A group of international designers explore new directions for Tokyo's iconic JR Yamanote line
Tokyo may be a dizzying sprawl of a megalopolis but there is perhaps one useful tool that helps make sense of its geography and hold it all together — the iconic green JR Yamanote train line that loops around the city in a circle. The train line threads together a string of key neighbourhoods, from the retail neon of Shibuya to the cultural landmarks of Ueno, stopping at 29 stations which collectively offer a microcosm of contemporary life in Tokyo. Its operator JR East recently tapped into the symbolic status of the circular JR Yamanote train line with the launch of Tokyo Seeds — its first ‘Designers in Residence’ programme.
For the programme, eight multi-disciplinary designers were invited to Tokyo from around the world — United States, Argentina, Indonesia, Egypt and Singapore among them — with expertise and specialisations ranging from graphics and branding to strategy. The creatives spent several days travelling the entire loop by train as well as bicycle before splitting into groups to explore on foot the various neighbourhoods that surround the line. And after dark, their city explorations continued with accommodation ranging from capsule hotels to homestays.
The journey exposed the designers not only to the diverse geography and communities that can be found across the capital, but also tapped into the cultural layers of a city famed for fusing the traditional with the cutting-edge. Thus, they visited classically contrasting sites such as the historic Meiji Jingu shrine, Harajuku’s Kawaii Monster Cafe, artisan coffee shop Blue Bottle in Shinagawa, art supply hub Pigment at Warehouse Terrada and local sento baths.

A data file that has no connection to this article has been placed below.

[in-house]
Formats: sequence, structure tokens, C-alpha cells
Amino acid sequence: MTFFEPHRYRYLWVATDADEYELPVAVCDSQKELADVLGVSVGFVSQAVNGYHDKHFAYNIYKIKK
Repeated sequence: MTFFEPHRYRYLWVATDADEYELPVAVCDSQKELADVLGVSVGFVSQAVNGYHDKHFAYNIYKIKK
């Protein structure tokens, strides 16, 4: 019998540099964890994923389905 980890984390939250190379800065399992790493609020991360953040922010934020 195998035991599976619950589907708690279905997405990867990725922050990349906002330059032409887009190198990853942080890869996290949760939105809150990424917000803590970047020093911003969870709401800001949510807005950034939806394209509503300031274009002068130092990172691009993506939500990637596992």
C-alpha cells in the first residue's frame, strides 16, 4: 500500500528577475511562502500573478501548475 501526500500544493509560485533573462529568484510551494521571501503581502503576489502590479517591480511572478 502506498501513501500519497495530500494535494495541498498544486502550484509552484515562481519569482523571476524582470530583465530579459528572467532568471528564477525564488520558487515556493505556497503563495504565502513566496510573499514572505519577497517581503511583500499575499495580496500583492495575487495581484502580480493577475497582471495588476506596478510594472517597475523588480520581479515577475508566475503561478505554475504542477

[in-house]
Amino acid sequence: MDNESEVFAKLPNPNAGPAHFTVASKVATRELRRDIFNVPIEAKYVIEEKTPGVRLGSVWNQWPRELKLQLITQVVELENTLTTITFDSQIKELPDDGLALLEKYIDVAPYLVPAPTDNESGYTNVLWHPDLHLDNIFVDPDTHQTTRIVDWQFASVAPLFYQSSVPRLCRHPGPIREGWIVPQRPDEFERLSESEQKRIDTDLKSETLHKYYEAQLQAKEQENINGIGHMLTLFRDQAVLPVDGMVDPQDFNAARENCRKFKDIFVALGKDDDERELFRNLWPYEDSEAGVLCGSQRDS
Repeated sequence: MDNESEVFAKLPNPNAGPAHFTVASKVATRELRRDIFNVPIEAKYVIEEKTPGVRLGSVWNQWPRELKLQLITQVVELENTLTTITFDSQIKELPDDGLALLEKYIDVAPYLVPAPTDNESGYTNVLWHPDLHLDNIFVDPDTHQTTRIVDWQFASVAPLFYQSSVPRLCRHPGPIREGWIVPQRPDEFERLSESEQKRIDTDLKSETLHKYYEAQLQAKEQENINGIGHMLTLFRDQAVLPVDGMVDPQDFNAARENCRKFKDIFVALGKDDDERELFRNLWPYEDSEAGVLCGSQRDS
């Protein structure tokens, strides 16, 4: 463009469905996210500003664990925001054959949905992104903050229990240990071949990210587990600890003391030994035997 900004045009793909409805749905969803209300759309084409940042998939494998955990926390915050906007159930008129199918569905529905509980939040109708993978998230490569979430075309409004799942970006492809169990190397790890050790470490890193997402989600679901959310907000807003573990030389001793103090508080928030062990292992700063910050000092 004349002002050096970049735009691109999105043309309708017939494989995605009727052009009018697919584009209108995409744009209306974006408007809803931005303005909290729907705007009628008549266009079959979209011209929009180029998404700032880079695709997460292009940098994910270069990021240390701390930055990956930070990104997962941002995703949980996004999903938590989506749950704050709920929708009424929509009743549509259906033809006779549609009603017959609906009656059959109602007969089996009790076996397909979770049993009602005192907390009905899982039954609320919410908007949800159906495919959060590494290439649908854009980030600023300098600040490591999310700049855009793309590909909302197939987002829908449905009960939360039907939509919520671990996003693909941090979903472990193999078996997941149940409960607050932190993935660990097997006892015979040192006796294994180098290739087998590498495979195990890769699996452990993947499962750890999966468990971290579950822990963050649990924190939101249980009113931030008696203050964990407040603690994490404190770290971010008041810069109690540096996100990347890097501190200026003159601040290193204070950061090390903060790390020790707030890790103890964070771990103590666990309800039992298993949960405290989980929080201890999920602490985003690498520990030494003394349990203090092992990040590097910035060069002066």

Participants then presented to JR a series of creative proposals that highlight the train line’s traditional values even as it heads into the future, stretching far beyond its everyday function for transportation and retail.
Among them was Xinying, a Singapore-based designer who proposed a project called Yamanote House, which aims to connect the train line’s diverse communities, bringing together people, stories and their shared experiences. ‘My role in the programme feels less like a traditional graphic designer, where we receive official design briefs from the client and then propose a design solution,’ reflects Xinying. ‘It felt more like a hybrid of both a graphic designer and design researcher where we go out to experience, research and understand the context of the project before crafting our own brief.’
One defining quality of the Tokyo Seeds project was its abstract nature, with it very much evolving in an organic way from the moment the designers arrived, outcome undefined. Participant Wing Lau, a Sydney-based designer, highlighted how the undefined nature of the initial briefing gave way to an abundance of inspiring creative experiences. ‘The question “Can design change the world?” is an on-going debate — but someone has to take action to start shaking things up amongst us,’ says Lau, who proposed a sound-and-music based project called PLAYAMANOTE. ‘I believe all eight of us have planted some seeds with JR East.’
Text / Danielle Demetriou
Images / Junichi Takahashi